ABSTRACT OBJECTIVE To estimate the investments to implement and operational costs of a type I Oral Health Care Team in the Family Health Care Strategy. METHODS This is an economic assessment study, for analyzing the investments and operational costs of an oral health care team in the city of Salvador, BA, Northeastern Brazil. The amount worth of investments for its implementation was obtained by summing up the investments in civil projects and shared facilities, in equipments, furniture, and instruments. Regarding the operational costs, the 2009-2012 time series was analyzed and the month of December 2012 was adopted for assessing the monetary values in effect. The costs were classified as direct variable costs (consumables) and direct fixed costs (salaries, maintenance, equipment depreciation, instruments, furniture, and facilities), besides the indirect fixed costs (cleaning, security, energy, and water). The Ministry of Health’s share in funding was also calculated, and the factors that influence cost behavior were described. RESULTS The investment to implement a type I Oral Health Care Team was R$29,864.00 (US$15,236.76). The operational costs of a type I Oral Health Care Team were around R$95,434.00 (US$48,690.82) a year. The Ministry of Health’s financial incentives for investments accounted for 41.8% of the implementation investments, whereas the municipality contributed with a 59.2% share of the total. Regarding operational costs, the Ministry of Health contributed with 33.1% of the total, whereas the municipality, with 66.9%. Concerning the operational costs, the element of heaviest weight was salaries, which accounted for 84.7%. CONCLUSIONS Problems with the regularity in the supply of inputs and maintenance of equipment greatly influence the composition of costs, besides reducing the supply of services to the target population, which results in the service probably being inefficient. States are suggested to partake in funding, especially to cover the

  17. Changing the Care Process: A New Concept in Iranian Rural Health Care

    Directory of Open Access Journals (Sweden)

    Abbas Abbaszadeh, RN, BSCN, PhD

    2013-03-01

    Conclusion: The findings of this study indicate that the process of health care in Iranian rural society is changing rapidly with community health workers encountering new challenges. There is diminished efficiency in responding to the changing care process in Iran's rural society. Considering this change in process of care, therefore, the health care system should respond to these new challenges by establishing new health care models.

  18. EVALUATION OF HEALTH CARE QUALITY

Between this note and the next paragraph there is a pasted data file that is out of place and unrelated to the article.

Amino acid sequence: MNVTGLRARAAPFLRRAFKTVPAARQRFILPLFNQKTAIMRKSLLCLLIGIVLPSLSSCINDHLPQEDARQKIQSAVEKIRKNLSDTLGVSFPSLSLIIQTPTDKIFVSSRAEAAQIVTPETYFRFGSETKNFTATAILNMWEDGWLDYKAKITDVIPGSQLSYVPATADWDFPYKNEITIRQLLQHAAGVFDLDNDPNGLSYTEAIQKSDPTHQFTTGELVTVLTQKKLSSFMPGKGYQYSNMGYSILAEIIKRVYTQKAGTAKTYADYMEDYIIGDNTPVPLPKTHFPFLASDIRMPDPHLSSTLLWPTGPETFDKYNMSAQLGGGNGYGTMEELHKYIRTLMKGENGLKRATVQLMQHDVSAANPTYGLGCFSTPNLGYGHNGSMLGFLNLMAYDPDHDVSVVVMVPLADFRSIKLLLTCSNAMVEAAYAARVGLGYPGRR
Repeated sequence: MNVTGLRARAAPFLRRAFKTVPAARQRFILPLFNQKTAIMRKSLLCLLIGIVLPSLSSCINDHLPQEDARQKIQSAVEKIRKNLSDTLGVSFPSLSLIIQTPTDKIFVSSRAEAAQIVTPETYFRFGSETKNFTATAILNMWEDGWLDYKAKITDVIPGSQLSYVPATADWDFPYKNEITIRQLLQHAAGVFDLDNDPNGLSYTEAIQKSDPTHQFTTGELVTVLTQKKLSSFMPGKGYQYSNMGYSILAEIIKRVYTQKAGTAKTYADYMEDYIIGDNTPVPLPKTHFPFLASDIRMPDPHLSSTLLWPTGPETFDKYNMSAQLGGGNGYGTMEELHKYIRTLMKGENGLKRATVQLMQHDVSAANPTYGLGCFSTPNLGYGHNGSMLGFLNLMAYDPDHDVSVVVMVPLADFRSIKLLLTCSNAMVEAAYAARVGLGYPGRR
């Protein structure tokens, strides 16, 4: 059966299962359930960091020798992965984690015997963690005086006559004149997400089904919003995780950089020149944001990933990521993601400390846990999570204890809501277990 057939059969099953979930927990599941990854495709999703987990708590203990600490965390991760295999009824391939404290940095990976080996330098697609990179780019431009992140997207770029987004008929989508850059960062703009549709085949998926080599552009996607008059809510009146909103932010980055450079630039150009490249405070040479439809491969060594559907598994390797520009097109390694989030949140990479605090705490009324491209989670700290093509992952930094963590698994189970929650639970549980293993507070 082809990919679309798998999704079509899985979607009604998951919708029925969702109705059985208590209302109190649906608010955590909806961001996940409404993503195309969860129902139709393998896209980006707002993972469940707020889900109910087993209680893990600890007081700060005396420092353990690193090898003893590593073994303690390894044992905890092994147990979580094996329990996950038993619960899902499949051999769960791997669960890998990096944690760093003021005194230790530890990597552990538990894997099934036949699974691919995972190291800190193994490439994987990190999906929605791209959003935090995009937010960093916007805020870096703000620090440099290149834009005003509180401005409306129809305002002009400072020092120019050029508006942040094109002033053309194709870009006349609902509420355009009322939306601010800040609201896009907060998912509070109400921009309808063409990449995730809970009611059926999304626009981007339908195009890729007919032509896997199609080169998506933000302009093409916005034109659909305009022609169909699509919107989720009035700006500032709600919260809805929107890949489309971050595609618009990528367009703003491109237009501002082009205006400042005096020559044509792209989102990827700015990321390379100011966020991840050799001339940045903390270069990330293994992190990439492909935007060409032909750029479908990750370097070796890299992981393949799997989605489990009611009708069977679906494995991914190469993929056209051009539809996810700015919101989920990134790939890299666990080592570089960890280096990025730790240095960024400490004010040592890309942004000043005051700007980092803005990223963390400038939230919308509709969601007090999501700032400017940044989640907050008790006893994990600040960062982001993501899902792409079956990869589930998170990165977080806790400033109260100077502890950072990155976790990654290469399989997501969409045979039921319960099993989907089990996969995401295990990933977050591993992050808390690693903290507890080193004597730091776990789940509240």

Directory of Open Access Journals (Sweden)

    Zlatko Fras

    2002-12-01

    Full Text Available Background. It is possible to evaluate quality characteristics of different aspects of health care by many different measures. For these purposes, in various countries all over the world authorised institutions and/or agencies developed number of methodological accessories, criteria and tools for selection of more or less appropriately and optimally defined criteria and indicators of quality clinical performance.Conclusions. Recently we have started with activities for gradual introduction of systematic monitoring, assessment and improvement of quality of health care in Slovenia as well. One of the key prerequisites for selection of valid, practicable, efficient and reliable quality indicators is the establishment of continuous and methodologically appropriate system of development and implementation of evidence-based clinical practice guidelines. We started this process within the framework of national Health Sector Management Project, where all potential key stakeholders from health care sector participated. Also the project on Quality in Health Care in Slovenia, started, leaded and performed by the Medical Chamber of Slovenia, represents one of the important parallel starting steps towards assurance of reliable data on development/establishment of appropriate set of quality indicators and standards of health care in our country.

  19. Lower Costs, Better Care- Reforming Our Health Care Delivery

    Data.gov (United States)

    U.S. Department of Health & Human Services — The Affordable Care Act includes tools to improve the quality of health care that can also lower costs for taxpayers and patients. This means avoiding costly...

  20. Health promotion in connection to the health care students

    Directory of Open Access Journals (Sweden)

    S. Kyuchukova

    2017-09-01

    Full Text Available The activities of health promotion for the students in health care specialties is organized and managed by the teacher process. During the training communication skills are acquired. It is the time for preparing students for work in counseling and patient education, collecting and providing health information - promotive function in the process of care (1. We assumed that these opportunities could be used in our work with children deprived of parental care. We set a goal to explore experiences, attitudes and ideas about students’ participation in health care in health promotion in the community of children and individuals. The study found that students are aware of the social importance of the knowledge acquired during the training and are convinced of the need to support adolescents to develop a responsible attitude towards their own health.

  1. Czechoslovakia's changing health care system.

    Science.gov (United States)

    Raffel, M W; Raffel, N K